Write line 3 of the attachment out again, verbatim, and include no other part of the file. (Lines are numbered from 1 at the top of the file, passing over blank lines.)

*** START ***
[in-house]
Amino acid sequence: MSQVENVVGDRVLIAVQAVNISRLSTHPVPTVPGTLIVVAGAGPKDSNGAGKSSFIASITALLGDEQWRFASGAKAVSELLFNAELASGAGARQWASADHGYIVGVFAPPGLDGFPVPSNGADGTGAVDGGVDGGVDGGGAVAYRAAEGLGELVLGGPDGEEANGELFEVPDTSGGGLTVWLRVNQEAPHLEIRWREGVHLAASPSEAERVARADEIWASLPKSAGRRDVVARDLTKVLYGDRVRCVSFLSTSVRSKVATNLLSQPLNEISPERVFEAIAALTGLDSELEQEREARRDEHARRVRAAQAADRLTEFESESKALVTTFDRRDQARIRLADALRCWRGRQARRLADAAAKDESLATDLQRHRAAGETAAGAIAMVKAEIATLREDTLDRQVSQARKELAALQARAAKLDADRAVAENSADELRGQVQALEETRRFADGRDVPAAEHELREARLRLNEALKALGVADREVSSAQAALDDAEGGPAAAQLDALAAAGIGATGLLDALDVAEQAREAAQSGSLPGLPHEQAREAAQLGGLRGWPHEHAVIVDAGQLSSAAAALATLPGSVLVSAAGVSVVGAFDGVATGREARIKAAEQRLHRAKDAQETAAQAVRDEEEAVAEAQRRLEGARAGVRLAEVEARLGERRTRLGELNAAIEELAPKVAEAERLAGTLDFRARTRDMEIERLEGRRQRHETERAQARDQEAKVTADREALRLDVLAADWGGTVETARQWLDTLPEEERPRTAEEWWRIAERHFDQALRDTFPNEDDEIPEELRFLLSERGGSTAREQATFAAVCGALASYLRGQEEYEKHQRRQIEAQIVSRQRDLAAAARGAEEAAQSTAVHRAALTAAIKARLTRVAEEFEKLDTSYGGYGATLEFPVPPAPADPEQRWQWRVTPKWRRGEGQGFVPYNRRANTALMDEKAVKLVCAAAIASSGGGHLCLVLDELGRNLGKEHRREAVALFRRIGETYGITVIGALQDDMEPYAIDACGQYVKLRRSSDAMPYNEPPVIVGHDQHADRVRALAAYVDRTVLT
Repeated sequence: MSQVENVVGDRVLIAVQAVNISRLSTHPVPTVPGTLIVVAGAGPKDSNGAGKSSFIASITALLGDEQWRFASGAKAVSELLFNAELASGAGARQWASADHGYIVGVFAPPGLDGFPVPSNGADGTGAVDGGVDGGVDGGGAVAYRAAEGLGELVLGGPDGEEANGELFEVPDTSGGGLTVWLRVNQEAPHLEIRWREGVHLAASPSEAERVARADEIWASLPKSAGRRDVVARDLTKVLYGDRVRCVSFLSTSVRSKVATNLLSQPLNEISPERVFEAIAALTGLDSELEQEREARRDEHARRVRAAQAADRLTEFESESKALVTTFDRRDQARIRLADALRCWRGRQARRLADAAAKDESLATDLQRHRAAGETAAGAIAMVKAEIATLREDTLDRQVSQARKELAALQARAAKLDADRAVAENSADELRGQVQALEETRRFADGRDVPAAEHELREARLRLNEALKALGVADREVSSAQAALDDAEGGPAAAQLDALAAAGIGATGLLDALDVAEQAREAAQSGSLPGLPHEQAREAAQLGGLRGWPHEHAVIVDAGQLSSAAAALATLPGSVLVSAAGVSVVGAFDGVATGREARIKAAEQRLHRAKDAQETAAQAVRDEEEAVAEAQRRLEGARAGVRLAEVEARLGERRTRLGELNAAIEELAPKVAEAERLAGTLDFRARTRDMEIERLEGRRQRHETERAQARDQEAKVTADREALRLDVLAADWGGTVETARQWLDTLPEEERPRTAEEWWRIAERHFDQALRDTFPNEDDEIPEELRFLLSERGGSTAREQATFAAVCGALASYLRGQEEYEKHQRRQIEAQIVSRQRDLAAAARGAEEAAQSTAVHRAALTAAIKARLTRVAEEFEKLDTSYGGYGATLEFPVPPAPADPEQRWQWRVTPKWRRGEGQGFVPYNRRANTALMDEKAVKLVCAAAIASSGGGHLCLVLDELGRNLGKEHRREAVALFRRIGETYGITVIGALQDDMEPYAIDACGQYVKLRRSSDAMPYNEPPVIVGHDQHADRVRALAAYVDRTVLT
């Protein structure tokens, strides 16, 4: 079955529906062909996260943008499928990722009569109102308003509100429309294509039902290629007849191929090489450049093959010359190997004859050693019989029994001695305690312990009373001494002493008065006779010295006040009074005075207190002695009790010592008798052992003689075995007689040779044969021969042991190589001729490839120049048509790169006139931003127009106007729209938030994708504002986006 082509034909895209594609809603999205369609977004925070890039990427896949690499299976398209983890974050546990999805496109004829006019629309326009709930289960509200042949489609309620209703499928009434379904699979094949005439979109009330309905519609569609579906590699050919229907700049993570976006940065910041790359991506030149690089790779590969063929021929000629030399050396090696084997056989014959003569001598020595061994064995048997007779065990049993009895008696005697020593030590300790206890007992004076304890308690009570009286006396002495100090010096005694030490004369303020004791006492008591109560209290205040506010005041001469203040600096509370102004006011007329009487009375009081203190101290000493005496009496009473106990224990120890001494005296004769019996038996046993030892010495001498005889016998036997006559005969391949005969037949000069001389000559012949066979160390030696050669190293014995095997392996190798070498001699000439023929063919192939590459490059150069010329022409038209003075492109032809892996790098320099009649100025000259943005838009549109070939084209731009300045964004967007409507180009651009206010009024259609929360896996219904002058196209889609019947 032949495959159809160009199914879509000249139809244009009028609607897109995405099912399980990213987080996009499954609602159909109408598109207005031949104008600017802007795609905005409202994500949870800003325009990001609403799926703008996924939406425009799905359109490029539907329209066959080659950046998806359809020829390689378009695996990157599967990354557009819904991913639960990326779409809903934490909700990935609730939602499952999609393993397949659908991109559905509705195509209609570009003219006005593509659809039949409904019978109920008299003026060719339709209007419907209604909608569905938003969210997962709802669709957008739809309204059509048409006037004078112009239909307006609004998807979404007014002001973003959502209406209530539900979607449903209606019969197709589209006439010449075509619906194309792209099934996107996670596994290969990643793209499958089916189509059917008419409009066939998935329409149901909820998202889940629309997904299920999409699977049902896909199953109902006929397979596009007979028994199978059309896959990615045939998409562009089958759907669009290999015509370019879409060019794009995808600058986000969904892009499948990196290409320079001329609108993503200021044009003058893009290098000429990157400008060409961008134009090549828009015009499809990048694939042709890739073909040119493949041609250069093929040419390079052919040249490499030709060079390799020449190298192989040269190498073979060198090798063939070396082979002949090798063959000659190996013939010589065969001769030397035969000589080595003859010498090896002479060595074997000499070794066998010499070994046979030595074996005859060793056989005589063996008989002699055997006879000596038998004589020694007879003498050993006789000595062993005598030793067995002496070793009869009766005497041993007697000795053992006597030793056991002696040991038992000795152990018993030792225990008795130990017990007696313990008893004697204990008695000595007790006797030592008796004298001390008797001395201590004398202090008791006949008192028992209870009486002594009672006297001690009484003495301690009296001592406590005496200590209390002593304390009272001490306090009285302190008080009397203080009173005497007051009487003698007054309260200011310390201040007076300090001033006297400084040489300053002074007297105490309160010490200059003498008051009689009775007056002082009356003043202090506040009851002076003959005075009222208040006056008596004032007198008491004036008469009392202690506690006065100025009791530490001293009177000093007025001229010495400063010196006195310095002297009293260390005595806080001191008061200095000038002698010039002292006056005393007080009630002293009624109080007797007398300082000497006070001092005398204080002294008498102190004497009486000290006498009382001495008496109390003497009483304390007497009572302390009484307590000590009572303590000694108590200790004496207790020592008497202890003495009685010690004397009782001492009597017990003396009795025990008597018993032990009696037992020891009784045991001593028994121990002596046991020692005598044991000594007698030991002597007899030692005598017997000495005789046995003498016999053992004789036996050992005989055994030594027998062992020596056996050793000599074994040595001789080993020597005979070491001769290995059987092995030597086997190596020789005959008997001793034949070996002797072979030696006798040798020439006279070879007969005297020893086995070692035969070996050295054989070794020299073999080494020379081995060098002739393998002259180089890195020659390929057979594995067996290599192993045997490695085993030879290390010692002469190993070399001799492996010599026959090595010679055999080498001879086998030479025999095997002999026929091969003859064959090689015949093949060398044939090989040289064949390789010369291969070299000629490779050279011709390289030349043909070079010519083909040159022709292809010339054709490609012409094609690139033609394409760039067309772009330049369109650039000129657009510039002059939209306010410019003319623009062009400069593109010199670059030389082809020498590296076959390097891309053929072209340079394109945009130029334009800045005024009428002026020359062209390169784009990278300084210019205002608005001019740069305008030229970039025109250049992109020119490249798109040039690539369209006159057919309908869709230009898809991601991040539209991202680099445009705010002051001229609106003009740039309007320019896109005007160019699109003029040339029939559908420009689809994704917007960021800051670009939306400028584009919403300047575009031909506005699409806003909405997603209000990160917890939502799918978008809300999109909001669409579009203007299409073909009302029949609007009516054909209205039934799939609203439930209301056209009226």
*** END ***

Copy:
Repeated sequence: MSQVENVVGDRVLIAVQAVNISRLSTHPVPTVPGTLIVVAGAGPKDSNGAGKSSFIASITALLGDEQWRFASGAKAVSELLFNAELASGAGARQWASADHGYIVGVFAPPGLDGFPVPSNGADGTGAVDGGVDGGVDGGGAVAYRAAEGLGELVLGGPDGEEANGELFEVPDTSGGGLTVWLRVNQEAPHLEIRWREGVHLAASPSEAERVARADEIWASLPKSAGRRDVVARDLTKVLYGDRVRCVSFLSTSVRSKVATNLLSQPLNEISPERVFEAIAALTGLDSELEQEREARRDEHARRVRAAQAADRLTEFESESKALVTTFDRRDQARIRLADALRCWRGRQARRLADAAAKDESLATDLQRHRAAGETAAGAIAMVKAEIATLREDTLDRQVSQARKELAALQARAAKLDADRAVAENSADELRGQVQALEETRRFADGRDVPAAEHELREARLRLNEALKALGVADREVSSAQAALDDAEGGPAAAQLDALAAAGIGATGLLDALDVAEQAREAAQSGSLPGLPHEQAREAAQLGGLRGWPHEHAVIVDAGQLSSAAAALATLPGSVLVSAAGVSVVGAFDGVATGREARIKAAEQRLHRAKDAQETAAQAVRDEEEAVAEAQRRLEGARAGVRLAEVEARLGERRTRLGELNAAIEELAPKVAEAERLAGTLDFRARTRDMEIERLEGRRQRHETERAQARDQEAKVTADREALRLDVLAADWGGTVETARQWLDTLPEEERPRTAEEWWRIAERHFDQALRDTFPNEDDEIPEELRFLLSERGGSTAREQATFAAVCGALASYLRGQEEYEKHQRRQIEAQIVSRQRDLAAAARGAEEAAQSTAVHRAALTAAIKARLTRVAEEFEKLDTSYGGYGATLEFPVPPAPADPEQRWQWRVTPKWRRGEGQGFVPYNRRANTALMDEKAVKLVCAAAIASSGGGHLCLVLDELGRNLGKEHRREAVALFRRIGETYGITVIGALQDDMEPYAIDACGQYVKLRRSSDAMPYNEPPVIVGHDQHADRVRALAAYVDRTVLT